Trump branded "oafish and selfish" by grieving mother in diplomatic immunity case.



Clanrickard

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so you think some of those posting hateful shyte on the internet aren't affiliated with far right politics or groups, that its beyond the bounds of possibility, that's what you are saying?.My point was the poster in question certainly is a far right gormless goon .
Maybe he is but what his politics got to do with the OP? This thread is about a specific incident outside of politics.
 

Lumpy Talbot

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It is a strange thing to ask of grieving parents. 'What monetary value do you place on your son's life?'

Funnily enough it is closer to Brehon law around recompense and restitution than it is to the Anglo-Saxon/Norman form of law. I know there are compensation principles in the latter form of law but it was much more codified I understand in Brehon law.

The 'blood price' for a lost son would be pretty high in either system I think. But it really wasn't decent to misunderstand the parent's needs and grief in that mercenary way to their faces so soon after the death of their boy.

It might be a cultural thing, I recognise. Americans can be very blunt around deal-making as it is part of the weft and weave to their culture and I've seen plenty of that in my working life. There are times when it can look a bit oafish and it certainly does in this case.
 

raetsel

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It would be sad if this was partly about getting the insurance money.
Whats the story if there is no court case, is no blame officially assigned?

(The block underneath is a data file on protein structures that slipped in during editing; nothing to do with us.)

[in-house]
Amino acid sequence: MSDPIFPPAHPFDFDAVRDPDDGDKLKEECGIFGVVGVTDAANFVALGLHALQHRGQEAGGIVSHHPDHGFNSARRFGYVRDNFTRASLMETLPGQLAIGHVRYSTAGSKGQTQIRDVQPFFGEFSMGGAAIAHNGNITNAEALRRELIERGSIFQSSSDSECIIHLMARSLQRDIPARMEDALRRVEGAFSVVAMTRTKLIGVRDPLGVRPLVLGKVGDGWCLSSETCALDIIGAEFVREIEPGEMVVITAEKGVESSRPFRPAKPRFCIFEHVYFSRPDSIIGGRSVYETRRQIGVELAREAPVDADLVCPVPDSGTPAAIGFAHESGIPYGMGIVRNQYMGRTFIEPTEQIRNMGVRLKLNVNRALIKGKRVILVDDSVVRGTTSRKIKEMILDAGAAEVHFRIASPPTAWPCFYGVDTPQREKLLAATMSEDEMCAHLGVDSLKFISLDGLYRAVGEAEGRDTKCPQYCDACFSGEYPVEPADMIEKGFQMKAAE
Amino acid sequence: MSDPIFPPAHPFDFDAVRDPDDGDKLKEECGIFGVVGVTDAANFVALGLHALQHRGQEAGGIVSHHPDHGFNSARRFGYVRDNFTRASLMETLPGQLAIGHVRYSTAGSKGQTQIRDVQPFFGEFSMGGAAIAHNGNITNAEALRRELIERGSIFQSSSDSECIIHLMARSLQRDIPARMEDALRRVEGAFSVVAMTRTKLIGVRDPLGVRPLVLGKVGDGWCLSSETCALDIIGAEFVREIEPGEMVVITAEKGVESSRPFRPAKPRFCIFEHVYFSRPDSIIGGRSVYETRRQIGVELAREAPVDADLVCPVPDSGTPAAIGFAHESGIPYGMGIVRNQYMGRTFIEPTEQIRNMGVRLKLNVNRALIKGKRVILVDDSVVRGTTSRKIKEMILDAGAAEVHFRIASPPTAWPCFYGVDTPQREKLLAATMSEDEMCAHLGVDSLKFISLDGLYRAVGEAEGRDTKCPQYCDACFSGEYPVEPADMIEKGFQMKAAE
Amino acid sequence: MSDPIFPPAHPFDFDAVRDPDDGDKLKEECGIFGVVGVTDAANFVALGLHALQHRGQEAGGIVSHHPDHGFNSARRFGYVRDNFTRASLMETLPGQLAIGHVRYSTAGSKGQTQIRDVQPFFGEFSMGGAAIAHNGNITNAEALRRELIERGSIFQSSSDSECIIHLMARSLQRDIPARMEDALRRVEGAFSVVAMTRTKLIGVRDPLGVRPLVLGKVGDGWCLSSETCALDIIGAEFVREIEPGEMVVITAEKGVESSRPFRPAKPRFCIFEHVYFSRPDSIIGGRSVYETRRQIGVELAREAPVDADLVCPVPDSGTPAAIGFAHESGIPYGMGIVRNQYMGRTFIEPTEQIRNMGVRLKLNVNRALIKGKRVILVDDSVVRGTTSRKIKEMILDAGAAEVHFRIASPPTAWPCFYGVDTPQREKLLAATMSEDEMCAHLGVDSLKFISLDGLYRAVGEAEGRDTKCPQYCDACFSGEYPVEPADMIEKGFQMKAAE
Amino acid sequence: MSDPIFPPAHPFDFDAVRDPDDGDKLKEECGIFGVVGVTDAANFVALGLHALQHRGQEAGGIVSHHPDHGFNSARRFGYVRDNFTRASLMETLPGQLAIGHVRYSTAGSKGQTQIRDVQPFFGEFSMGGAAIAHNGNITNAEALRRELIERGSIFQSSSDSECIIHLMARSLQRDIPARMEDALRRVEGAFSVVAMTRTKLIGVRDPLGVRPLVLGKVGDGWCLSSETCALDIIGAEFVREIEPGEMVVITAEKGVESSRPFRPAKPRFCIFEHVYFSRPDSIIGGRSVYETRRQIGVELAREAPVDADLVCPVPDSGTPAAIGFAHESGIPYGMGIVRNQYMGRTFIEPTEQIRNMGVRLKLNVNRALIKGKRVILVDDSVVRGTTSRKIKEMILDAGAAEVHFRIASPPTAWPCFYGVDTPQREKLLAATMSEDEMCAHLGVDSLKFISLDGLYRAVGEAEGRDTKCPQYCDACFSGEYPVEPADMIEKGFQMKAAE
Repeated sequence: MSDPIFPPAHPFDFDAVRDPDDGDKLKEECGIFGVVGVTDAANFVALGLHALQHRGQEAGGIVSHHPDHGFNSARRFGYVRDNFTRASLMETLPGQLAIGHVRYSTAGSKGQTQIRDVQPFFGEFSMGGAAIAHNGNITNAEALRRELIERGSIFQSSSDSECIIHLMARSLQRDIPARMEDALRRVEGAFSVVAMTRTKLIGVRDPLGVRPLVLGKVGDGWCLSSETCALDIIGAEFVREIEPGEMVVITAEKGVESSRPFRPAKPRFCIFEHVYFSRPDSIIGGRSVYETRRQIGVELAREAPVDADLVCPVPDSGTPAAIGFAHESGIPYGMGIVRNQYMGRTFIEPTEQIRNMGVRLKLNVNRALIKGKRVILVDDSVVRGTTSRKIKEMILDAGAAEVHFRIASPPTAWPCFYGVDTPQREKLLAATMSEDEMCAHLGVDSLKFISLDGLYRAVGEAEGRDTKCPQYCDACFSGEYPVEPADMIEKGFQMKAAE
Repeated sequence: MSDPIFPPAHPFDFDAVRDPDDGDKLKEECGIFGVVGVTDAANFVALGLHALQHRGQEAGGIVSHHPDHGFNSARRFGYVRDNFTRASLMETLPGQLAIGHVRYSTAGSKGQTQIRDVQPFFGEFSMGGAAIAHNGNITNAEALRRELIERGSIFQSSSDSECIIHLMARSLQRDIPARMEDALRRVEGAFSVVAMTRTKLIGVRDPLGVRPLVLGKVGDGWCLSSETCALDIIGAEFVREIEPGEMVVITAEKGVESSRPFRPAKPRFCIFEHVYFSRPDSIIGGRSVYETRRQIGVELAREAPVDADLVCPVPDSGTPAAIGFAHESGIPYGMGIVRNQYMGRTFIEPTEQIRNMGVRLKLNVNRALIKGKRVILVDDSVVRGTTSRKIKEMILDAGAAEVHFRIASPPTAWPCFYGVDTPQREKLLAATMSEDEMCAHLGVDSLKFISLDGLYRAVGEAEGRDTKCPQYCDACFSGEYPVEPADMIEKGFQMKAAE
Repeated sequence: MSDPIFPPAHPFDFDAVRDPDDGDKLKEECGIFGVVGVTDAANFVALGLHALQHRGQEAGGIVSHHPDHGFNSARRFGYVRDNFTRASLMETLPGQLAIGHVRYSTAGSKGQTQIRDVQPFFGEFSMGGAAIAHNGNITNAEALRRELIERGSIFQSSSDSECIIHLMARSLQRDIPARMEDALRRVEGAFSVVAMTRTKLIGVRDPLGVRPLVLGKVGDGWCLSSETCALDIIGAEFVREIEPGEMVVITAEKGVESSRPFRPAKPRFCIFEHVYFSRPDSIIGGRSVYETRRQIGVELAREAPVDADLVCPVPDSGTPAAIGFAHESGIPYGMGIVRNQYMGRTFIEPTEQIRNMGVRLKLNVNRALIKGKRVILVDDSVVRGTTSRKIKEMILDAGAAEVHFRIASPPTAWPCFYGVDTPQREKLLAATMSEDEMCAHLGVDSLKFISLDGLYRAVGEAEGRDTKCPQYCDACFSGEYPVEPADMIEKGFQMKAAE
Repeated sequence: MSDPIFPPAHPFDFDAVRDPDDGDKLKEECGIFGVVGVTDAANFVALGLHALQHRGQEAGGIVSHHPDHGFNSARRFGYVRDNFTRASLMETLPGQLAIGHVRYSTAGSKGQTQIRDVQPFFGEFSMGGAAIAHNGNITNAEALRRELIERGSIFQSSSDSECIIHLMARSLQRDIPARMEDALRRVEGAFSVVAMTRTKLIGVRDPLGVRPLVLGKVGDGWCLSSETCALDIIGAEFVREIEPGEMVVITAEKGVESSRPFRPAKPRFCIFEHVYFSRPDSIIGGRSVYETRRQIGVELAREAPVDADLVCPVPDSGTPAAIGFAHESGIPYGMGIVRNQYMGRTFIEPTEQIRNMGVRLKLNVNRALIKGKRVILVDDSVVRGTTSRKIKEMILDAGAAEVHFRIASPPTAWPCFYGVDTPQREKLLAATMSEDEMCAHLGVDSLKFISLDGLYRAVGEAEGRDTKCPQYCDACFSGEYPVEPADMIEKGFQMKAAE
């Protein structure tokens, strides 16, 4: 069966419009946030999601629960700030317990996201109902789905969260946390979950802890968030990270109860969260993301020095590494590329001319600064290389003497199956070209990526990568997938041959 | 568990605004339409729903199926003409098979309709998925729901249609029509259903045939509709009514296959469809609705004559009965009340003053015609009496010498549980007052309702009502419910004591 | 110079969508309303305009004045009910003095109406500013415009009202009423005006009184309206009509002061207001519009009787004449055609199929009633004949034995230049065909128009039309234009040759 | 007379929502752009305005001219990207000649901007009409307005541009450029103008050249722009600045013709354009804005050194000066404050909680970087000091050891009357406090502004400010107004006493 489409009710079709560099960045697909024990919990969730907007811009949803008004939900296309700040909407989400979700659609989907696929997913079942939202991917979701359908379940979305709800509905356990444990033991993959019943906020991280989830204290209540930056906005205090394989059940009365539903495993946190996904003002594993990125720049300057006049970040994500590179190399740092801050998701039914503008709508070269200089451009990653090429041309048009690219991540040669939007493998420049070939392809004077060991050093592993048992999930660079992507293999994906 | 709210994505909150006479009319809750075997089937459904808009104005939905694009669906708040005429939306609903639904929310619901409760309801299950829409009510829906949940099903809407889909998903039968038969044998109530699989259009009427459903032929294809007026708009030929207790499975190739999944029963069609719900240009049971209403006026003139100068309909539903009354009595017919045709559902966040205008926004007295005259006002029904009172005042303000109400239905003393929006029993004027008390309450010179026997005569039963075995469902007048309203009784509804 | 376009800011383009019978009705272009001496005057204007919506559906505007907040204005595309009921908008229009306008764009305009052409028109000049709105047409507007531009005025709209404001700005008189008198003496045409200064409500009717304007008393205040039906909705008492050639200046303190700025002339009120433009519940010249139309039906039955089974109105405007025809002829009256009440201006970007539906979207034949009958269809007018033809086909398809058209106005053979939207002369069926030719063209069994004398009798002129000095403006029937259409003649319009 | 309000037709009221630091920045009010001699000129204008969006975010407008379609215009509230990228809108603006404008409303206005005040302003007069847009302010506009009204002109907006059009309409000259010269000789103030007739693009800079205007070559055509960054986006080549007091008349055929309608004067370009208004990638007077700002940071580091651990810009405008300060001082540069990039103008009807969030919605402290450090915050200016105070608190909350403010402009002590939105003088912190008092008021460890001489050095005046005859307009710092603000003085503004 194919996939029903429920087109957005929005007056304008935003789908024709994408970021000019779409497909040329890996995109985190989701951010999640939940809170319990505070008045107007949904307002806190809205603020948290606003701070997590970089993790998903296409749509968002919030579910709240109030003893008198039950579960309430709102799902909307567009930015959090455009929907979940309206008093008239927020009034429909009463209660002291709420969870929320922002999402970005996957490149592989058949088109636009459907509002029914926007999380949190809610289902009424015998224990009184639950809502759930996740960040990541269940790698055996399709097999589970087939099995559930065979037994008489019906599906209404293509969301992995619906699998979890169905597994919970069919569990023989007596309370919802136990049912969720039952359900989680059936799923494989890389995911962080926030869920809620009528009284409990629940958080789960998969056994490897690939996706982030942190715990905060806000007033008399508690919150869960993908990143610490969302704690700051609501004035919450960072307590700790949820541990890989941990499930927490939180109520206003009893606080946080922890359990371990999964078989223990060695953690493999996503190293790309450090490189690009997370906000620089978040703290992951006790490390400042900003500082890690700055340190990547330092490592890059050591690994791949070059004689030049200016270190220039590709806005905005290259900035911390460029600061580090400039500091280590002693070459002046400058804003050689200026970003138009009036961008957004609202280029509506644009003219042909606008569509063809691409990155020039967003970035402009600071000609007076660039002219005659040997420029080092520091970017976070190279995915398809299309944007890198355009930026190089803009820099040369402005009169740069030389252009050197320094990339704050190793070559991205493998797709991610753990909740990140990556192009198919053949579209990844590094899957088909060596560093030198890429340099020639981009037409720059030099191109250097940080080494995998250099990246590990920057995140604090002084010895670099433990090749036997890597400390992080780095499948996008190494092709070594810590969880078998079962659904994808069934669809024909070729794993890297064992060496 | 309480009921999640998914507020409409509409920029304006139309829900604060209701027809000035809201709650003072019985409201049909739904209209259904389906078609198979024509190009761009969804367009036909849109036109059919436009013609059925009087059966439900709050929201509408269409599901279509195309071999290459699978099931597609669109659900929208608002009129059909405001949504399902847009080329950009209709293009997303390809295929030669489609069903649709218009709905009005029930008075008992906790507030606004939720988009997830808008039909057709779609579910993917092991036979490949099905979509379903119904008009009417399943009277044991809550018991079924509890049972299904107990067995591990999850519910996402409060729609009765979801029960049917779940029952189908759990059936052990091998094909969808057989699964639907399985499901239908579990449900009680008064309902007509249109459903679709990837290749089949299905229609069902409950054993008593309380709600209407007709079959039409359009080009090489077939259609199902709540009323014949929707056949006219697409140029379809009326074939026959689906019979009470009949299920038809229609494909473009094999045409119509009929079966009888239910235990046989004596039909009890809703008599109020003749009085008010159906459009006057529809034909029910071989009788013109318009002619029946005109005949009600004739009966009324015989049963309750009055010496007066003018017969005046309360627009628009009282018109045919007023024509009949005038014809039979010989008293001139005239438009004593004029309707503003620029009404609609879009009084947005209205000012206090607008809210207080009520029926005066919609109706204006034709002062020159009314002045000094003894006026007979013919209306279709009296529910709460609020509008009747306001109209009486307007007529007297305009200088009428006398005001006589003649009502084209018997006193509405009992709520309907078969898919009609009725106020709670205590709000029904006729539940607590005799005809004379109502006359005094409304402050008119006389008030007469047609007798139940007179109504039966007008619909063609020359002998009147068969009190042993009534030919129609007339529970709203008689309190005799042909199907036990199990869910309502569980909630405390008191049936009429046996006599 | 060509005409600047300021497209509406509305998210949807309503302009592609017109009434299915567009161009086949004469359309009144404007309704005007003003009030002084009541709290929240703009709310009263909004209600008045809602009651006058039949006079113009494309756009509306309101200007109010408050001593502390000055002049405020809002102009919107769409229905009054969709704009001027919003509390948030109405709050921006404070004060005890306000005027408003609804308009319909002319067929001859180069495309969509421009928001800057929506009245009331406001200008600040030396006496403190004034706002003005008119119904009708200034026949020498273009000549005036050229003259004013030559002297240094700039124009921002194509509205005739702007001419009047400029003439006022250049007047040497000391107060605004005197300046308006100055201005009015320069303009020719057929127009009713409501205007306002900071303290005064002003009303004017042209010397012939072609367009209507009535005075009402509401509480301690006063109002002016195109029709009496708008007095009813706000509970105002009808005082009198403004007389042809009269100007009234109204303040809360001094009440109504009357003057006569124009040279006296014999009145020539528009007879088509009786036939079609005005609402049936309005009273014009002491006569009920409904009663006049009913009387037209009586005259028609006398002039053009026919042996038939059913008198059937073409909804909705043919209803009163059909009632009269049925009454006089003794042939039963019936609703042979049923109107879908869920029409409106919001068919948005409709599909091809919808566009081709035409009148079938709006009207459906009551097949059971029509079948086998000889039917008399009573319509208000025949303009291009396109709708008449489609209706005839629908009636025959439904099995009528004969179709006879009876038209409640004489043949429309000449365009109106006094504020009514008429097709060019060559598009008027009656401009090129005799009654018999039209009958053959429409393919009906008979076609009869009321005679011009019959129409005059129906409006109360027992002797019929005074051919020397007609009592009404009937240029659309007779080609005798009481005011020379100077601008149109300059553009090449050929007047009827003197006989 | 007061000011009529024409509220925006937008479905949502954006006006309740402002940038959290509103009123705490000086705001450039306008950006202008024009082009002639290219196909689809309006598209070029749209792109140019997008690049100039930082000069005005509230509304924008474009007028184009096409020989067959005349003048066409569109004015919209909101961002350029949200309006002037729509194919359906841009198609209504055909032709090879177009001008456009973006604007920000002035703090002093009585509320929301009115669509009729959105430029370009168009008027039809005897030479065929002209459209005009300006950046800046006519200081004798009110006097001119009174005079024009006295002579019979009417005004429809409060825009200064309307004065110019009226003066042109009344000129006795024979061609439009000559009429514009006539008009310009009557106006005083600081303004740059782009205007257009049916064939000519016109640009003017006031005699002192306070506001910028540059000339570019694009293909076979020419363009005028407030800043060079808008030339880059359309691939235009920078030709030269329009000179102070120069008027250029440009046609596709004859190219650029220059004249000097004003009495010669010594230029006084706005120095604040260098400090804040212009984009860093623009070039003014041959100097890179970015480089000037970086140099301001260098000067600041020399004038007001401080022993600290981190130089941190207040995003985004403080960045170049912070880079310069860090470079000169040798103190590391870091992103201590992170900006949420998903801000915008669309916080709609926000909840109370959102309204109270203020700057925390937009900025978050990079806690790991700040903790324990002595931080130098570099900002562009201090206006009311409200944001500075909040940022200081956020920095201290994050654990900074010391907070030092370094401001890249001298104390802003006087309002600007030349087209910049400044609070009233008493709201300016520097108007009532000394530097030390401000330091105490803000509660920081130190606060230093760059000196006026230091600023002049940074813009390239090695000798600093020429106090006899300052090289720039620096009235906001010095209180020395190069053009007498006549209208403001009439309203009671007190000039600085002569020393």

A silly point to make and quite baseless, and, frankly a downright nasty and pointless piece of speculation.
Any insurance claim would be made against her insurers, and any legal action needed would be pursued through the civil courts, where the balance of probabilities is the measure used. And we already can easily guess which way the balance tips in this case.
 

Ardillaun

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The State Department is fairly brazen here:

The US Department of State said the CPS statement was “disappointing and will not bring a resolution closer”. It reiterated that it believed Sacoolas had diplomatic immunity. A department spokesman said: “The use of an extradition treaty to attempt to return the spouse of a former diplomat by force would establish an extraordinarily troubling precedent.”

Sacoolas had been in the UK for only three weeks when the crash occurred. She has been interviewed by British police in the US.

If the shoe were on the other foot, there’s no doubt Trump would be shouting for extradition.
 

Lumpy Talbot

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One wonders what the US legal system finds proportionate as a sanction for killing a 19 year old. As opposed to a 16 year old or 20 year old.
 

pippakin

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Diplomatic Immunity has been abused by many countries almost since the day it was introduced.

The silly woman was driving on the wrong side of the road and should be prosecuted but she wont be. The UK is friendly with America but everyone can see how fake allegations could be created if DI were abandoned. Its easy to say DI should never have been introduced I think it should be more strictly enforced and in this particular case the woman should be charged under American law since it is illegal in both countries to drive dangerously.